The giant squid on the dissection table.
Matt Kettmann

One of the ocean’s most mysterious species landed in Santa Barbara this week when a giant squid arrived at the Museum of Natural History, dead and frozen since its June discovery, but full of potential answers to sea scientists’ most pressing questions.

Nine-year-old Marshall Payatt helps Eric Hochberg examine the giant squid.
Matt Kettmann

On Friday, August 22, the cephalopod was splayed on the museum’s dissection table while invertebrate zoology curator Eric Hochberg and his nine-year-old assistant Marshall Payatt from Peabody Elementary School poked, prodded, and cut samples from the deep sea beast. Also in attendance was Alexander “Sasha” Arkhipkin, the Falkland Islands-based president of the Cephalopod International Advisory Council. Altogether, the morning necropsy attracted quite a few onlookers, including a crew from the Discovery Channel, for whom the event was staged.

Not to be confused with the Humboldt, or jumbo, squid – which only grow to about seven feet, travel in schools, and are harvested off the coast of Mexico to become tasty calamari steaks – the giant squid, or Architeuthis martensii, lives a solitary life in much deeper waters, can grow close to 45 feet, and uses an ammonium chloride solution for buoyancy, making it generally undesired for eating. Only four have ever been found off the coast of California, and all four were examined and are preserved at the museum. The squid on display Friday, which was found by shark researchers in Monterey Bay on June 25, represented the most intact specimen ever collected in California waters, amounting to nearly 15 feet and 170 pounds of flesh.

Hochberg estimated that, when alive, this squid was probably close to maturity and reached 30 feet in length. Since it was attacked and killed by another sea creature – likely by a sperm whale, the most common known predator of the species – the squid’s eyes had been pecked out by birds, most of its eight arms had been eaten away by fish, its guts and organs had been feasted upon, and one of the two feeding tentacles had also been chomped. Nonetheless, there was plenty of flesh to search through and sample, with pieces sent off to six or more researchers in various parts of the world to help piece together more information about the life of giant squid.

“There is a tremendous amount of things we don’t know about them,” said Hochberg as his fingers moved around the wet, stinky, purple and white flesh. Very little is known about the squid’s life cycle, for instance, from reproduction techniques to lifespan, and there’s also not much known about what it eats and what eats it. And, asked Hochberg while mentioning the old seafaring myths about predatory cephalopods, “Are they maneaters?”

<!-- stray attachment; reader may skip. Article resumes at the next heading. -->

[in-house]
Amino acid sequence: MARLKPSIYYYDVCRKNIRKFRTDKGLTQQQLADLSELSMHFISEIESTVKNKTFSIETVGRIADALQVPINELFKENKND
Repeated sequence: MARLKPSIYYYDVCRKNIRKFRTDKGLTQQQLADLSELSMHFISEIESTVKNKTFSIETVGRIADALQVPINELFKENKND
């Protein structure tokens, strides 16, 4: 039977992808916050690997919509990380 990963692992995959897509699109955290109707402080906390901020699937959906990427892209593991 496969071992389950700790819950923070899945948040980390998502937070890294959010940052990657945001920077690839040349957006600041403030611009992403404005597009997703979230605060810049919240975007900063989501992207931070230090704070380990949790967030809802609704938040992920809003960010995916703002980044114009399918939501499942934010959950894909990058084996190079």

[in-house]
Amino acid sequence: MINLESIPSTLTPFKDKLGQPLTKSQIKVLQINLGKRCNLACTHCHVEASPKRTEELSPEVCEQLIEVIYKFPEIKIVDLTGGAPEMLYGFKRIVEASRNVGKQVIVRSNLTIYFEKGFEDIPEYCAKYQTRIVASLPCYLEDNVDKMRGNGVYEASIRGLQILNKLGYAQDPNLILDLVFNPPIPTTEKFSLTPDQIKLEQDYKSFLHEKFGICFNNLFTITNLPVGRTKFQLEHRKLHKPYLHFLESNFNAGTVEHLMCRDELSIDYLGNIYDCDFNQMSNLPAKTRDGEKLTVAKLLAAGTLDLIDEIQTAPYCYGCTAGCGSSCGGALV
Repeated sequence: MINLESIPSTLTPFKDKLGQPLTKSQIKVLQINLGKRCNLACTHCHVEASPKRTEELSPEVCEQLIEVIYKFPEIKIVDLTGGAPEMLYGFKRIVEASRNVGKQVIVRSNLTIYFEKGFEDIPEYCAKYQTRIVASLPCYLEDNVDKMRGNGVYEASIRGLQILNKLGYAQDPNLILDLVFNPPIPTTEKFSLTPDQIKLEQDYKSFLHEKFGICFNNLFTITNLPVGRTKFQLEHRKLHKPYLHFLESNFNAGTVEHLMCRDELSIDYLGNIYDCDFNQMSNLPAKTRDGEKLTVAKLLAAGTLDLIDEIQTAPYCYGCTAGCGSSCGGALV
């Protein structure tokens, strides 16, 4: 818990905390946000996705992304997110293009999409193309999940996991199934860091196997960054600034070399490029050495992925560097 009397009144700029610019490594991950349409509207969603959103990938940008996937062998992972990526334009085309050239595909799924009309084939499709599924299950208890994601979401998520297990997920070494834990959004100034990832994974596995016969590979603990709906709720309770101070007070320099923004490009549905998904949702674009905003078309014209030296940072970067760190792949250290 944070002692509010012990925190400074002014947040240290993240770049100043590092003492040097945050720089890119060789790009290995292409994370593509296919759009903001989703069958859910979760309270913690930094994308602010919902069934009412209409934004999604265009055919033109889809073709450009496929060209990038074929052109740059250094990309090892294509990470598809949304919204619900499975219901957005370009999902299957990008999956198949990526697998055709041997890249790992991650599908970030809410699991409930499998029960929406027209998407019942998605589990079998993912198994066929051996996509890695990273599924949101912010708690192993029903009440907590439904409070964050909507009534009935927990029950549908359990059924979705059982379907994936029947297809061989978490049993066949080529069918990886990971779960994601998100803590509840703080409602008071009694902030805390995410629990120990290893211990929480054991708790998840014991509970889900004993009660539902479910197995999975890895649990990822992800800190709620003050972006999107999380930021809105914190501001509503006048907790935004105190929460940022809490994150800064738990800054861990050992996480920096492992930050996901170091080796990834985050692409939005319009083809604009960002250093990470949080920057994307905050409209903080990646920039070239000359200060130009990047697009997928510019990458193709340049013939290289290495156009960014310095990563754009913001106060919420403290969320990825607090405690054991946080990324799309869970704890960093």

Additionally, scientists are trying to track whether the giant squid follows similar migration patterns of the Humboldt squid, whose recent appearance in more northern waters – even as far as Alaska – have caused some to blow the global warming horn. But Hochberg said that similar invasions of Humboldt squid occurred in the mid 1800s and early 1930s, so it may be part of a natural migration cycle. Is the giant squid affected by the same cycle? This specimen may help figure out such a question.

The Museum of Natural History's invertebrate zoology curator Eric Hochberg watches as his assistant Marshall Payatt explains the ins and outs of squid life.
Matt Kettmann

Most pressing for Hochberg, though, is how many distinct species of giant squid actually exist. As a taxonomist, Hochberg is hoping that this squid’s samples will shed light on whether California’s populations are the same species as the ones in Japan and others than show up as far south as Hawaii. Currently, there are 20 or so names for giant squid species, but Hochberg seemed to think that the true number is probably much less.

But with so few giant squid popping up, the answers to these questions might not be known until Hochberg’s assistant Marshall Payatt grows up. Payatt, whose parents are active members of the museum, is a squid expert, and was involved in a previous necropsy back in 2006.

With cameras rolling, Payatt eloquently described some known aspects of the giant squid’s life and even encouraged a reporter from KEYT to touch the dead creature. “It feels like your lip but a little more rubbery,” Payatt explained as the female reporter backed away. “But don’t scream like a girl,” he warned.

Close-up of the giant squid guts.
Matt Kettmann

Among other dissection highlights, Hochberg pulled out plastic-like pieces, which comprised what could be best described as a backbone, as well as a translucent brownish-yellow piece of the beak, which is made of fingernail-like material. The giant squid’s anatomy features a mouth at the top of the head, which means the esophagus travels through the brain. “So you have to get very small chunks of food,” said Hochberg, “or you’ll blow your brains out.” The sharp beaks, then, are used to chomp food into tiny pieces before sending it down the esophagus, through the brain, and into the gut.

Coincidentally, Sasha Arkhipkin happened to be in California on vacation, and decided to come by to see the beast. The Russian scientist does research on squid in the Falkland Islands of the South Atlantic Ocean, and is president of the Cephalopod International Advisory Council. He spent some time explaining the squid’s amazing growth rate especially as it lives in such cold water, and discussed struggles with trying to determine the age of various collected specimens. “Really, there are so many question marks with this animal,” said Arkhipkin with a Russian accent. “They are so rarely seen, and so rarely get to the hands of scientists. Every single find is very important for us.”

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